What is itair®?
itair® is an innovative natural air purifier for indoor use. Incorporated into the design, a plant stops being just ornamental and becomes the key figure, as its purifying properties get amplified thanks to a technological core.
How does itair® works?
The itair® system is based on the phytoremediation principle, a “green” technology that uses plants to mitigate pollutants from soil, water and the air. In the itair® system, the plant becomes a real filter, thanks to microorganisms in its roots and it can actively metabolize toxic agents that are present in the air like VOC (Volatile Organic Compounds). Thanks to a forced mechanical ventilation, the system increases the air flux in the roots of the plant and it increases its effectiveness exponentially.
The itair® connects to Wi-Fi and it can be managed with a clever app. Thanks to the app, consumers will have a real-time experience:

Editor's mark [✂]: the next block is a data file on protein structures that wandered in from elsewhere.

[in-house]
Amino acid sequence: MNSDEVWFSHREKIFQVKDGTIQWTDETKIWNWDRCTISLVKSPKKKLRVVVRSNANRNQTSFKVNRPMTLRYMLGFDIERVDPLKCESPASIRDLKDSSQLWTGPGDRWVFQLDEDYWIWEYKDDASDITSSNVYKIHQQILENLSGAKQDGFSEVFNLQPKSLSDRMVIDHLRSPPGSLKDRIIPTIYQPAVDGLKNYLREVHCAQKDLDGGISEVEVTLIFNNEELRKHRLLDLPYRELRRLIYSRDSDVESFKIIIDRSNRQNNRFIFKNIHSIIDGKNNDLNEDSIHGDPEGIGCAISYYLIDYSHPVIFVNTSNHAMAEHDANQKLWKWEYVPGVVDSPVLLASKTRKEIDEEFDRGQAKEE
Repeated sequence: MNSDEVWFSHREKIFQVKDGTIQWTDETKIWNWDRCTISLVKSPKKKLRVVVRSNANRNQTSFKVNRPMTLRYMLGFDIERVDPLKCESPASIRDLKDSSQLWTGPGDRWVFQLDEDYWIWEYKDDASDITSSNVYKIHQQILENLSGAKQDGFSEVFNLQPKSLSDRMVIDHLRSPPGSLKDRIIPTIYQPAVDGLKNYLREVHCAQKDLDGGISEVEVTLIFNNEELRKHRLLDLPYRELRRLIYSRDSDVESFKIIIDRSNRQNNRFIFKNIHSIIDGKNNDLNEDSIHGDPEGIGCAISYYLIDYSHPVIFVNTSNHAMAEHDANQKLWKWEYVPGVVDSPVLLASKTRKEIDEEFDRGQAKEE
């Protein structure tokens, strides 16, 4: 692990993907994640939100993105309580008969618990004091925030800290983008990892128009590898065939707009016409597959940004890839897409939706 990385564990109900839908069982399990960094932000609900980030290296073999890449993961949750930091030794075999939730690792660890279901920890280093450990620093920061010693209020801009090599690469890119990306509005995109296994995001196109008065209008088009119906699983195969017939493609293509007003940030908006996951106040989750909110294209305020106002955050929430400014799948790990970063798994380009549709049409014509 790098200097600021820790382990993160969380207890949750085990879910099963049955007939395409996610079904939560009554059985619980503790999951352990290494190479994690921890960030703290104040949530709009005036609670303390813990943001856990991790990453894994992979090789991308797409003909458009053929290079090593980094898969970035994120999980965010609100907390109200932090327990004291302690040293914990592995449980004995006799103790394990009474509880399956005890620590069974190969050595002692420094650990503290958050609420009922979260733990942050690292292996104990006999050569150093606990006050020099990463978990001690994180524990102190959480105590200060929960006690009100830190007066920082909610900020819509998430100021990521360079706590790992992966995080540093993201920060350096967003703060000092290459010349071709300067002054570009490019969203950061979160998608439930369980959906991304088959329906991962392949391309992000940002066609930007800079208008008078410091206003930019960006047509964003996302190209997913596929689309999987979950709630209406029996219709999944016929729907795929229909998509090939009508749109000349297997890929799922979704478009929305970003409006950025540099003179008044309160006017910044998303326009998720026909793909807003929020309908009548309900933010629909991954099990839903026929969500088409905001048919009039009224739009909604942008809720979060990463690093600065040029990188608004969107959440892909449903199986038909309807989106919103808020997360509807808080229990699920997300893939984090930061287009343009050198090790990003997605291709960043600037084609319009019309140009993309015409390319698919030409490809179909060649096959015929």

• Real-time analysis of the pollutants in indoors spaces
• Temperature and Humidity monitor
Indoor air quality (IAQ) has become a serious concern as buildings have been increasingly sealed in an effort to reduce energy consumption. People spend almost 90% of their time indoors and, with recent figures suggesting indoor pollution can be up to 5 times higher than outdoor pollution, the World Health Organisation has listed it has one of the most dangerous threats for our health.
Volatile compounds may be produced by many sources, both natural and artificial (building materials, detergents, combustion, tobacco, electronics, human activities, paints, adhesives, deodorants, cosmetics, etc.) and although they are generally found at low concentrations, their mix can produce synergic and additive effects on our health.
Research and Analysis
The itair® has been tested thanks to specific laboratory exams which have proved its effectiveness. Scientific validation has been given by the combined work of LINV, International Laboratory for Plant Neurobiology (www.linv.org) and PNAT, spin-off of the University of Florence (www.pnat.net), these are probably two of the most notable laboratories on plants in the world, which have also collaborated.